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Get Prepared for Digital Operational Resilience Act (DORA)

Introduction to DORA

The Digital Operational Resilience Act (DORA) was brought in across European Union nations to address risk management gaps and attempt to harmonise these requirements across the EU. The act specifically targets financial service entities, i.e. largely those regulated by central banks, and introduces rules around incident management & reporting, digital testing and management of third-party risk.


What is DORA?

The European Council adopted DORA in November 2022 and will be in full force from 17th January 2025. DORA is an EU regulation that comprehensively addresses Information and Communication Technology (ICT) risk management in the financial sector by ensuring that all providers follow a set of standards to mitigate ICT risks for their operations. Prior to DORA, each EU country had different regulations for ICT risk. DORA aims to create a unified framework for all member states.


Who Does DORA Apply to?

DORA applies to financial entities and ICT third parties providing services to financial institutions, such as cloud platforms or data analytics – DORA does not only apply to traditional banks.

Affected entities include traditional financial institutions, credit and payment institutions, investment firms & funds, crypto-asset providers, data reporting service providers, insurance companies and ancillary service providers, pensions providers, auditors and some ICT third-party service providers.

Key Elements of DORA

There are five crucial elements of DORA which can be broken into the below:

  • ICT Risk Management
  • ICT-related Incident Management, Classification, and Reporting
  •  Digital Operational Resilience Testing
  •  Managing of ICT Third-party Risk
  •  Information Sharing Arrangements


DORA Testing Requirements

Digital Operation Resilience Testing

Part of the ICT risk management framework DORA requires that financial entities define, document, and maintain a thorough and comprehensive digital operational resilience testing programme. Financial entities will need to ensure that appropriate tests are conducted on all ICT systems and applications supporting critical or important functions on at least a yearly basis. Some of the tests detailed in the DORA regulation include:

  • Vulnerability assessments and scans
  • Open-source analyses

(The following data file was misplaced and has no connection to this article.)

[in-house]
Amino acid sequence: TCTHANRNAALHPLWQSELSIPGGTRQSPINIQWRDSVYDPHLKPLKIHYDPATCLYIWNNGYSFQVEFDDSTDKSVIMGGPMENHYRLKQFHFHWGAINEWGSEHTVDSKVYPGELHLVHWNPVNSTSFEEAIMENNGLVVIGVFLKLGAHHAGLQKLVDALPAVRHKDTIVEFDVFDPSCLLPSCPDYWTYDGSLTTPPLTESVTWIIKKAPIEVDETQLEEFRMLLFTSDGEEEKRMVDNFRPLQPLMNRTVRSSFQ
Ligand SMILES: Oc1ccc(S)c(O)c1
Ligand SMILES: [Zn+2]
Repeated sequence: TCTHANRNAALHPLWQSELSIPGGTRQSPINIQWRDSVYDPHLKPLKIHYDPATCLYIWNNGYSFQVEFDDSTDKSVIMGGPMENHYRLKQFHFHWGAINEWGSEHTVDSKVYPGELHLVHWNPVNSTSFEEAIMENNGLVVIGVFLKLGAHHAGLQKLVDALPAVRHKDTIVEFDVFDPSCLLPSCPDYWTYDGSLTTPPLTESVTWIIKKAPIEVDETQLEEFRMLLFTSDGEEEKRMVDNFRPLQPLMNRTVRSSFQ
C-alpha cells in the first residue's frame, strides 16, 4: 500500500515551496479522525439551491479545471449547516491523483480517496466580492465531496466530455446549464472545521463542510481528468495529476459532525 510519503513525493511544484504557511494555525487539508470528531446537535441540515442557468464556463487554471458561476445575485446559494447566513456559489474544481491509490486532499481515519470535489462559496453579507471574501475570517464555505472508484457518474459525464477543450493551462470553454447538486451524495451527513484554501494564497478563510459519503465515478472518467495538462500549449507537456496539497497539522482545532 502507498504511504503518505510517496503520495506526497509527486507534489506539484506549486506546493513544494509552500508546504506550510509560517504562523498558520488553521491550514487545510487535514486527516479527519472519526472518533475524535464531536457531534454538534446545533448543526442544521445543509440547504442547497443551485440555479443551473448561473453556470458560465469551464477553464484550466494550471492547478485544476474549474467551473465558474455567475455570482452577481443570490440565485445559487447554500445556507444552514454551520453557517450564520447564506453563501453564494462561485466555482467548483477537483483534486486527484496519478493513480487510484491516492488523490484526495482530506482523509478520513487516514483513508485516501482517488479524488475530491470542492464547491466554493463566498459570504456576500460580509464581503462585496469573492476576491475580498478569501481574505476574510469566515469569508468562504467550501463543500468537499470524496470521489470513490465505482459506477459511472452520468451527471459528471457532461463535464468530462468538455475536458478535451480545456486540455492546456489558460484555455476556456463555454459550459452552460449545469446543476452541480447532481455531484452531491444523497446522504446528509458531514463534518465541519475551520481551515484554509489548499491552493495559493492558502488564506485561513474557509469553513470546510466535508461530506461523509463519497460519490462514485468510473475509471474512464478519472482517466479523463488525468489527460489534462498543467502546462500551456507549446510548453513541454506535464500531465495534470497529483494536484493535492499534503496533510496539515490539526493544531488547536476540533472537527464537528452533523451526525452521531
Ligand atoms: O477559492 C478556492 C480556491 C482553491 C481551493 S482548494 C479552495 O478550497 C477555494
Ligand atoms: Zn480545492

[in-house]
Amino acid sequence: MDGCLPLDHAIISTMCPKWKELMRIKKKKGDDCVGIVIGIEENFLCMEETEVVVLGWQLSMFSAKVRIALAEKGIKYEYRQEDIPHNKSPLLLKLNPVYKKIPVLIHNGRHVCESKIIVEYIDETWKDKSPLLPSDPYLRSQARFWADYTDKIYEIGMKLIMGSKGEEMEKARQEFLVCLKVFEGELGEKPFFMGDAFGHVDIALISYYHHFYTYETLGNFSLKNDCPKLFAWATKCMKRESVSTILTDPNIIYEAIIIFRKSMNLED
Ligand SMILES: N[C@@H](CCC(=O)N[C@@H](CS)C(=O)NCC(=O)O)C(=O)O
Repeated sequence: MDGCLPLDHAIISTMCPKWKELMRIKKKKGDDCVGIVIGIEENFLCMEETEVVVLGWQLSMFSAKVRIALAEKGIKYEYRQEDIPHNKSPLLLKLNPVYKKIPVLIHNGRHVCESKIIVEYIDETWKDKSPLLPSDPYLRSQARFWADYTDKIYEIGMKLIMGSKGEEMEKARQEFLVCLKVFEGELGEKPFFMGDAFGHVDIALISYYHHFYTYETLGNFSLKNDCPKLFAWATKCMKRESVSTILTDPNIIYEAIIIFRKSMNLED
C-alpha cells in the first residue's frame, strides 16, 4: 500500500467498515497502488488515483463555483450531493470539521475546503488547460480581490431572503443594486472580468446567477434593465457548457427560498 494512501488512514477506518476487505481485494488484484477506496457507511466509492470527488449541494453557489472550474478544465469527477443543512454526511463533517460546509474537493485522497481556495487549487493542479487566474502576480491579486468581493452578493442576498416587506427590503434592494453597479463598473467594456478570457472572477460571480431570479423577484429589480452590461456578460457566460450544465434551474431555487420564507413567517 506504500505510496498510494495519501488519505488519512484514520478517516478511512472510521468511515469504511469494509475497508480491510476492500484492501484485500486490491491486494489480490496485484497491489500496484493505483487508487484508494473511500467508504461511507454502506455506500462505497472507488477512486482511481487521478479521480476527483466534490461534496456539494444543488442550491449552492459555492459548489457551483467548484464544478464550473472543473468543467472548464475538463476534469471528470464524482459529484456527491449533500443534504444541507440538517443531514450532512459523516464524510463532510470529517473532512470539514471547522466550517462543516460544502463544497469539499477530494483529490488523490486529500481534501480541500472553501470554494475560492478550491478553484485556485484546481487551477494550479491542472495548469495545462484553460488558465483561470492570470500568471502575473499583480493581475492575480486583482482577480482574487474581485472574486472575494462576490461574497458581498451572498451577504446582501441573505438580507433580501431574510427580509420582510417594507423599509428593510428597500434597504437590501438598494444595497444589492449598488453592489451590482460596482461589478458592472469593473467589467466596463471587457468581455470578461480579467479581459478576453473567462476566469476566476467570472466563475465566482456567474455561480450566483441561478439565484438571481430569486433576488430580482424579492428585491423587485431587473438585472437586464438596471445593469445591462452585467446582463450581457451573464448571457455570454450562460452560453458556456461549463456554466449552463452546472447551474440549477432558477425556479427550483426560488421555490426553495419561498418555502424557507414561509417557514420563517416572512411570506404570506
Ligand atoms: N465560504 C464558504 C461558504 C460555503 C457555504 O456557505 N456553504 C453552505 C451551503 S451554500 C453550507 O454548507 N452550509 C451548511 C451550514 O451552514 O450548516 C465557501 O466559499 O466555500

• Network security assessments gap analyses
  • Physical security reviews
  • Questionnaires and scanning software solutions
  • Source code reviews where feasible
  • Scenario-based tests
  • Compatibility testing
  • Performance testing
  • End-to-end testing or penetration testing.
  • Threat-Led Penetration Testing (see below)
What Organisations will need to do to meet DORA Requirements:
  • Demonstrate that they are conducting an appropriate set of security testing on ‘critical’ systems and applications at least annually
  • Fully address’ any vulnerabilities identified by this testing
  • For designated significant entities (as yet to be specified by a Regulatory Technical Standard (RTS) to conduct a Threat-Led Penetration Test (TLPT) at least once every three years.


What is Threat-Led Penetration Testing (TLPT)?

In addition to the above types of testing, certain financial entities will be required to carry out Threat-led Penetration Testing (TLPT) at least once every three years. TLPT is essentially red teaming based on threat intelligence and should cover at least the critical functions and services of a financial entity.

Threat intelligence refers to information such as tactics, techniques, and procedures (TTPs) employed by cybercriminals that helps an organization understand the cyber threats it faces. Red teaming is a cybersecurity practice where a team of ethical hackers simulates real-world cyber-attacks to evaluate an organization’s security posture and identify vulnerabilities. Red Teaming is different to a penetration test, in that it is usually focused on a specific goal or objective.